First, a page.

Top Swedish court refuses to extradite Gülen-linked former principal to Turkey

The Supreme Court of Sweden has refused Turkey’s request to extradite a former principal who used to work at a school affiliated with the Gülen movement in Afghanistan on the grounds that his actions do not constitute any elements of a crime under Swedish law, Turkish Minute reported, citing Sweden’s Dagens Juridik newspaper.

The Turkish government is seeking the extradition of dozens of people affiliated with the Gülen movement and Kurds who have alleged links to the outlawed Kurdistan Workers’ Party (PKK) from Finland and Sweden under a NATO deal last month as part of which Turkey dropped its objection to the NATO membership of the two countries.

In an agreement signed by Stockholm and Helsinki at the NATO summit in Madrid on June 30, the two Nordic countries agreed to examine Turkish extradition requests “expeditiously and thoroughly.”

According to a report in the Swedish Dagens Juridik newspaper on Friday, the former school principal, Yılmaz Aytan, was accused of terrorist organization membership by Turkish authorities for having worked at a Gülen-linked school, having a bank account the now-defunct and Gülen-affiliated Bank Asya and for having used the ByLock smart phone application, which is considered by the Turkish authorities as a secret tool of communication among followers of the Gülen movement.

The Turkish government labels the Gülen movement as a terrorist organization and accuses it of masterminding a failed coup in July 2016. Fethullah Gülen, a cleric resident in the US whose views have inspired the movement, strongly rejects any involvement in the coup attempt or any terrorist activity.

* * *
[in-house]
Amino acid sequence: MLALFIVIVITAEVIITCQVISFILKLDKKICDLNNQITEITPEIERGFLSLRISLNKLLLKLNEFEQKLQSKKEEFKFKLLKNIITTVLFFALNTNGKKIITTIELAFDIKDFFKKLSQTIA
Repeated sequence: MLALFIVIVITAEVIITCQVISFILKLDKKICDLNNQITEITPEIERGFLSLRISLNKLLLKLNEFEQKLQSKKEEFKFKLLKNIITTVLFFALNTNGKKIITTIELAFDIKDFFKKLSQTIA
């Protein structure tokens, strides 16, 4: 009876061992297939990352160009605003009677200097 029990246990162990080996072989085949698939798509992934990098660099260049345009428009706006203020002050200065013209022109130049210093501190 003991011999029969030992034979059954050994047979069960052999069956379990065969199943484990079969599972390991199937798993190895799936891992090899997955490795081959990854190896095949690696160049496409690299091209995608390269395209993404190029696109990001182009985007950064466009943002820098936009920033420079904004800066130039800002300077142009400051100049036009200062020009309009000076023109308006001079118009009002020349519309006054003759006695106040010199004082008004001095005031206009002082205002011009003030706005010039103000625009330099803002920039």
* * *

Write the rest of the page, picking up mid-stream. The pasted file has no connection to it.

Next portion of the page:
The PKK it is listed as a terrorist organization by Turkey, the EU and the US.

The Swedish court said the actions by Aytan do not constitute a crime under Swedish law and that he faces the risk of political persecution if extradited. The prosecutor, reviewing Turkey’s extradition request, also described it as politically motivated.

For an extradition to take place, an act must be considered a crime under Swedish law and as well as in the country seeking the extradition.

The 48-year-old former school principal was given a permanent residence permit and a refugee status in Sweden in 2018 due to his risk of facing political persecution in Turkey.

Immediately after the abortive putsch, President Recep Tayyip Erdoğan launched a crackdown on its real and perceived followers under the pretext of an anti-coup fight, arresting more than 100,000 people on terrorism-related charges. Thousands of Gülen followers had to flee Turkey and seek asylum in Europe, the US or Canada to avoid arrest and persecution.

There are conflicting figures about the number of people whose extradition Turkey is seeking from Sweden and Finland.

In a recent statement to the Swedish TT News Agency, Foreign Minister Ann Linde said Turkey had sought the extradition of 16 Turkish citizens from Sweden since 2019 but had to withdraw nine of its requests because those individuals do not live in Sweden. Linde also said while Swedish courts refused to extradite four people, three others were extradited to Turkey.

Yet, Erdoğan said at the end of the NATO summit on June 30 that Sweden had made a “promise” to extradite “73 terrorists” and threatened to block NATO membership if the commitments were not met. Before this statement, there was only a talk of the extradition of 33 people.

However, Swedish Prime Minister Magdalena Andersson, who was pressed by reporters several times at a recent news conference to say if such a promise had been given, simply repeated Stockholm’s position.

She said Sweden will continue to respect national and international laws, no Swedish nationals will be extradited and that the decision will be up to independent authorities and courts.

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